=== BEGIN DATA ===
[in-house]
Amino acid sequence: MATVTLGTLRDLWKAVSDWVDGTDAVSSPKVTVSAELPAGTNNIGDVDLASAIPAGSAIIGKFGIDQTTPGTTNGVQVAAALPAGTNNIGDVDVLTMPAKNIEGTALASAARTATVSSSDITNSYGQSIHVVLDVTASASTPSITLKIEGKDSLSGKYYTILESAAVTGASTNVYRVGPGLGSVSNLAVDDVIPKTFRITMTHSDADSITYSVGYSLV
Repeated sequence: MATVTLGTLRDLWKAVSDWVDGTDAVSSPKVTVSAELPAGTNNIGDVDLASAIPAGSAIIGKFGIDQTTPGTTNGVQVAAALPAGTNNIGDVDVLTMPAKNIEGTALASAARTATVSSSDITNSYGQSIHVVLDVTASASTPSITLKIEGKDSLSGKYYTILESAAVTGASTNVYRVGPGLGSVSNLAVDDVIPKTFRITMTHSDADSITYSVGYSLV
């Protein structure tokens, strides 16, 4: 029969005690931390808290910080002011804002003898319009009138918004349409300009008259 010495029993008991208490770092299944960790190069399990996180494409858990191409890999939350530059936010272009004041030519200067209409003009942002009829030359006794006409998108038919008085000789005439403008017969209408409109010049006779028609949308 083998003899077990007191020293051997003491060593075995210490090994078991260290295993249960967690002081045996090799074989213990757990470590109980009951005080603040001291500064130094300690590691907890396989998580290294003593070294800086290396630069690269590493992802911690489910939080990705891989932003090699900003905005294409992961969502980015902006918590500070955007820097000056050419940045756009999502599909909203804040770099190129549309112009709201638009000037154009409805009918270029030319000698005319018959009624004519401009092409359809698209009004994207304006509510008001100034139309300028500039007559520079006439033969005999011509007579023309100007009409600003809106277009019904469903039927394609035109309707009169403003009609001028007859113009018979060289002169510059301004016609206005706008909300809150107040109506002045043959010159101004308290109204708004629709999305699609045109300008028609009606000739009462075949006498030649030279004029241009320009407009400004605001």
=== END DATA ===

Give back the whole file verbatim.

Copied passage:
[in-house]
Amino acid sequence: MATVTLGTLRDLWKAVSDWVDGTDAVSSPKVTVSAELPAGTNNIGDVDLASAIPAGSAIIGKFGIDQTTPGTTNGVQVAAALPAGTNNIGDVDVLTMPAKNIEGTALASAARTATVSSSDITNSYGQSIHVVLDVTASASTPSITLKIEGKDSLSGKYYTILESAAVTGASTNVYRVGPGLGSVSNLAVDDVIPKTFRITMTHSDADSITYSVGYSLV
Repeated sequence: MATVTLGTLRDLWKAVSDWVDGTDAVSSPKVTVSAELPAGTNNIGDVDLASAIPAGSAIIGKFGIDQTTPGTTNGVQVAAALPAGTNNIGDVDVLTMPAKNIEGTALASAARTATVSSSDITNSYGQSIHVVLDVTASASTPSITLKIEGKDSLSGKYYTILESAAVTGASTNVYRVGPGLGSVSNLAVDDVIPKTFRITMTHSDADSITYSVGYSLV
């Protein structure tokens, strides 16, 4: 029969005690931390808290910080002011804002003898319009009138918004349409300009008259 010495029993008991208490770092299944960790190069399990996180494409858990191409890999939350530059936010272009004041030519200067209409003009942002009829030359006794006409998108038919008085000789005439403008017969209408409109010049006779028609949308 083998003899077990007191020293051997003491060593075995210490090994078991260290295993249960967690002081045996090799074989213990757990470590109980009951005080603040001291500064130094300690590691907890396989998580290294003593070294800086290396630069690269590493992802911690489910939080990705891989932003090699900003905005294409992961969502980015902006918590500070955007820097000056050419940045756009999502599909909203804040770099190129549309112009709201638009000037154009409805009918270029030319000698005319018959009624004519401009092409359809698209009004994207304006509510008001100034139309300028500039007559520079006439033969005999011509007579023309100007009409600003809106277009019904469903039927394609035109309707009169403003009609001028007859113009018979060289002169510059301004016609206005706008909300809150107040109506002045043959010159101004308290109204708004629709999305699609045109300008028609009606000739009462075949006498030649030279004029241009320009407009400004605001």